People with chronic stomach acid reflux may have an increased risk of developing cancer of the larynx or “voice box,” a study suggests.
Gastroesophageal reflux disease (GERD) has been considered a possible risk factor for laryngeal cancer, in large part because GERD is common among people with the cancer.
Some studies have linked the acid-reflux condition to laryngeal cancer, but they have suffered from shortcomings in their methodology, according to the authors of the new study.
For their study, reported in the American Journal of Medicine, the researchers compared 96 men and women with laryngeal cancer to a group of adults without the disease who were matched to the patients by age, gender and ethnicity - three important factors in laryngeal cancer risk.
Overall, the study found, people with GERD were twice as likely as those without the condition to develop laryngeal cancer.
The risk was independent of smoking, a well-established risk factor for the cancer; smokers in the study had a six-times greater risk of laryngeal cancer than non-smokers did.
GERD occurs when the muscle at the bottom of the esophagus fails to close properly, allowing stomach acids to leak into the esophagus. The condition is already linked to a disorder called Barrett’s esophagus, which can in turn lead to esophageal cancer.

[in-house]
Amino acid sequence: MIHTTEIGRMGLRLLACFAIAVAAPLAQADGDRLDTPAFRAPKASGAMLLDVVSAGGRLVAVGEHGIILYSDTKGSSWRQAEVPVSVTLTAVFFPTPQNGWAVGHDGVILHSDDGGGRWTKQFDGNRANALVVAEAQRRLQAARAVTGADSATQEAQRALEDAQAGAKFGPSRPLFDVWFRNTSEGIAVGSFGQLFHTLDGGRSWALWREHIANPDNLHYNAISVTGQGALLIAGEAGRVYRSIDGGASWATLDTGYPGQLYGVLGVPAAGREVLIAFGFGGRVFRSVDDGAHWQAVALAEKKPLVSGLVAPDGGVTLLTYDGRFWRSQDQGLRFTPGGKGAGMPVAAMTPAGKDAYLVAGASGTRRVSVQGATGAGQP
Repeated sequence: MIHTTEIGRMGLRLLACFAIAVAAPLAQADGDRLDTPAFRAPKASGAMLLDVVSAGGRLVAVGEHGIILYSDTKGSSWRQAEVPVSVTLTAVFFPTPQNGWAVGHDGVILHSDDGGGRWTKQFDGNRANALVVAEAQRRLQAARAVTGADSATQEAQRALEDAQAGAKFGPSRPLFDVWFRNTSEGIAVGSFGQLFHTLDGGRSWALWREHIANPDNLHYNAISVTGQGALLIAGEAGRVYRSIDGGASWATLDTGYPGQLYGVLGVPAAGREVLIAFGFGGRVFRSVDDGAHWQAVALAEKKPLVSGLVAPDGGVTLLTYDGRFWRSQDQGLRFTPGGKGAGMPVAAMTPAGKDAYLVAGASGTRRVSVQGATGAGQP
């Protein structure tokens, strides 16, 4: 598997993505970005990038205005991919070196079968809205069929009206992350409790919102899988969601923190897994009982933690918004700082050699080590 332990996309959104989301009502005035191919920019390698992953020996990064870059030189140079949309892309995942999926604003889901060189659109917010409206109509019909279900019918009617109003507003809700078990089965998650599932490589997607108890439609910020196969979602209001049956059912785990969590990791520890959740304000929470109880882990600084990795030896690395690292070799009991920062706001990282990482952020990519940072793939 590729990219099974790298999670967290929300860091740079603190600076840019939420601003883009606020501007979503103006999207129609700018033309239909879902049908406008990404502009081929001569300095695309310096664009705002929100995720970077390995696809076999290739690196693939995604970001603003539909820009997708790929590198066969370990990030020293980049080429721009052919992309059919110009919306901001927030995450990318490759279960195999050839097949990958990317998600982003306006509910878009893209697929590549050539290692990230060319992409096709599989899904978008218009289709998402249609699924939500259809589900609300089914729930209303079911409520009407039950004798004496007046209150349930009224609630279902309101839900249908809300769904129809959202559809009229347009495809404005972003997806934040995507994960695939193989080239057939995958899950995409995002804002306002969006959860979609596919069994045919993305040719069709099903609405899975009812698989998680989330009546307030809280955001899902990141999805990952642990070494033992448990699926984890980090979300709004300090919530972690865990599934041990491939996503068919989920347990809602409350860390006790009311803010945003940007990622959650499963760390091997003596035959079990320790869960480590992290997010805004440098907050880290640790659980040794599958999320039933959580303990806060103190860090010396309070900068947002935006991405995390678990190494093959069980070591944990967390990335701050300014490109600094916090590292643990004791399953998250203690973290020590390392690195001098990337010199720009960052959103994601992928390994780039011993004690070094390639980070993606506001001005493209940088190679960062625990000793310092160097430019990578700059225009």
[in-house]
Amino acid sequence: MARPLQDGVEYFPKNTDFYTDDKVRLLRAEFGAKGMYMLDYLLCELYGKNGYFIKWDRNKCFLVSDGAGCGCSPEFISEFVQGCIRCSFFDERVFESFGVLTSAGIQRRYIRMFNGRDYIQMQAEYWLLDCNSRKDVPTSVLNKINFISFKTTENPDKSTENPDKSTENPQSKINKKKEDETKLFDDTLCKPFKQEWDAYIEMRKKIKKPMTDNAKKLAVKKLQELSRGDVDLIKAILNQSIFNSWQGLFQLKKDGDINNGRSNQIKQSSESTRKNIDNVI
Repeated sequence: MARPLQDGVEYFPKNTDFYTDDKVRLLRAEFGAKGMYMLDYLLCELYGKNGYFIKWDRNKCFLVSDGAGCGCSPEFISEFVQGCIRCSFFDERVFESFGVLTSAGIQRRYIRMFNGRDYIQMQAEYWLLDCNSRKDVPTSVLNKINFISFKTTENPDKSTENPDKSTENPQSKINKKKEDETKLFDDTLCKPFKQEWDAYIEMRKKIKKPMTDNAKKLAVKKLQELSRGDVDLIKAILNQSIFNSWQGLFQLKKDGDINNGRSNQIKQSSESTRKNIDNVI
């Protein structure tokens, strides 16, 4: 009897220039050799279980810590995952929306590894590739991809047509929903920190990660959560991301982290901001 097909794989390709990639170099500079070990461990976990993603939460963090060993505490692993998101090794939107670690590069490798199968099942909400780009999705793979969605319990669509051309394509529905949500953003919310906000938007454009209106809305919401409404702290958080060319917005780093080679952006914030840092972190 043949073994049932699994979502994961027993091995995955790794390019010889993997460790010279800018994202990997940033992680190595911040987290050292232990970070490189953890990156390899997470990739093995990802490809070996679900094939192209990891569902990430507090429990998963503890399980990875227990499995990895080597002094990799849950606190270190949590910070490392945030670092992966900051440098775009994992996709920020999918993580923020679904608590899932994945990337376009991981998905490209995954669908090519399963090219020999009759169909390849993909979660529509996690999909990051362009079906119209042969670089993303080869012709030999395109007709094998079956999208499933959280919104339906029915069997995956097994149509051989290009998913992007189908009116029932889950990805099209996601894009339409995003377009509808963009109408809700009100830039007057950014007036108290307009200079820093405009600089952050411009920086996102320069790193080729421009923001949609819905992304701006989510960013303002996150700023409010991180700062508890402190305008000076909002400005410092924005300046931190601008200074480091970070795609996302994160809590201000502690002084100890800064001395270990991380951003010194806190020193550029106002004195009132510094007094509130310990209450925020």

As for whether GERD is in fact a risk factor for laryngeal cancer, “definitive studies are yet to come,” said Dr. Michael Vaezi, a gastroenterologist at Vanderbilt University Medical Center in Nashville and the study’s lead author.
Still, with the current findings, there is growing evidence that GERD may contribute to the cancer.
Vaezi told Reuters Health that in an earlier study, he and his colleagues found that laryngeal cancer patients who took acid-suppressing medication had lower odds of the cancer coming back - an indication, he noted, that GERD may contribute not only to the initial development of laryngeal cancer but to its recurrence as well.
SOURCE: American Journal of Medicine, September 2006.
Revision date: July 9, 2011
Last revised: by David A. Scott, M.D.